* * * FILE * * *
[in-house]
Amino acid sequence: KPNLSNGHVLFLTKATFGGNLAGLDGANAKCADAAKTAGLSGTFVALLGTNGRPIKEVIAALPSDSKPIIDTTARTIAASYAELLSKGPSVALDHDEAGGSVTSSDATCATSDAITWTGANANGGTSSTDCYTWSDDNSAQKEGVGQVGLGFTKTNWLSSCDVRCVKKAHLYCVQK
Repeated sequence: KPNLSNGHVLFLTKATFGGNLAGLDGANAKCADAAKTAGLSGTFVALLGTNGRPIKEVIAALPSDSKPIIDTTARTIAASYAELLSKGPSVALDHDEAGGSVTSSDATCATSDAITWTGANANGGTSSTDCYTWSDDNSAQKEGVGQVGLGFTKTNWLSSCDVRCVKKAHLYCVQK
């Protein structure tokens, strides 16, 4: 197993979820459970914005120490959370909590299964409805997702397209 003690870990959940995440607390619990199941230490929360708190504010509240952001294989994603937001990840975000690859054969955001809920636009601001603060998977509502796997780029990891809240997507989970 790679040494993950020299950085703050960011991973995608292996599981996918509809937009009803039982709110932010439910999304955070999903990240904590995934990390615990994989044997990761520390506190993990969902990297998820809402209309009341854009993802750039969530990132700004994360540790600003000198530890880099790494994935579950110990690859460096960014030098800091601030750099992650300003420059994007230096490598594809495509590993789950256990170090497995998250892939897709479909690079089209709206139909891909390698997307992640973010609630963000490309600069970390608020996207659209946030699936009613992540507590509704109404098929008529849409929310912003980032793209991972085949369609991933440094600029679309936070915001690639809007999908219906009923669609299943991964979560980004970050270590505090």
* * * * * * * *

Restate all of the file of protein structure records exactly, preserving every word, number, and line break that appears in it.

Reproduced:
[in-house]
Amino acid sequence: KPNLSNGHVLFLTKATFGGNLAGLDGANAKCADAAKTAGLSGTFVALLGTNGRPIKEVIAALPSDSKPIIDTTARTIAASYAELLSKGPSVALDHDEAGGSVTSSDATCATSDAITWTGANANGGTSSTDCYTWSDDNSAQKEGVGQVGLGFTKTNWLSSCDVRCVKKAHLYCVQK
Repeated sequence: KPNLSNGHVLFLTKATFGGNLAGLDGANAKCADAAKTAGLSGTFVALLGTNGRPIKEVIAALPSDSKPIIDTTARTIAASYAELLSKGPSVALDHDEAGGSVTSSDATCATSDAITWTGANANGGTSSTDCYTWSDDNSAQKEGVGQVGLGFTKTNWLSSCDVRCVKKAHLYCVQK
């Protein structure tokens, strides 16, 4: 197993979820459970914005120490959370909590299964409805997702397209 003690870990959940995440607390619990199941230490929360708190504010509240952001294989994603937001990840975000690859054969955001809920636009601001603060998977509502796997780029990891809240997507989970 790679040494993950020299950085703050960011991973995608292996599981996918509809937009009803039982709110932010439910999304955070999903990240904590995934990390615990994989044997990761520390506190993990969902990297998820809402209309009341854009993802750039969530990132700004994360540790600003000198530890880099790494994935579950110990690859460096960014030098800091601030750099992650300003420059994007230096490598594809495509590993789950256990170090497995998250892939897709479909690079089209709206139909891909390698997307992640973010609630963000490309600069970390608020996207659209946030699936009613992540507590509704109404098929008529849409929310912003980032793209991972085949369609991933440094600029679309936070915001690639809007999908219906009923669609299943991964979560980004970050270590505090």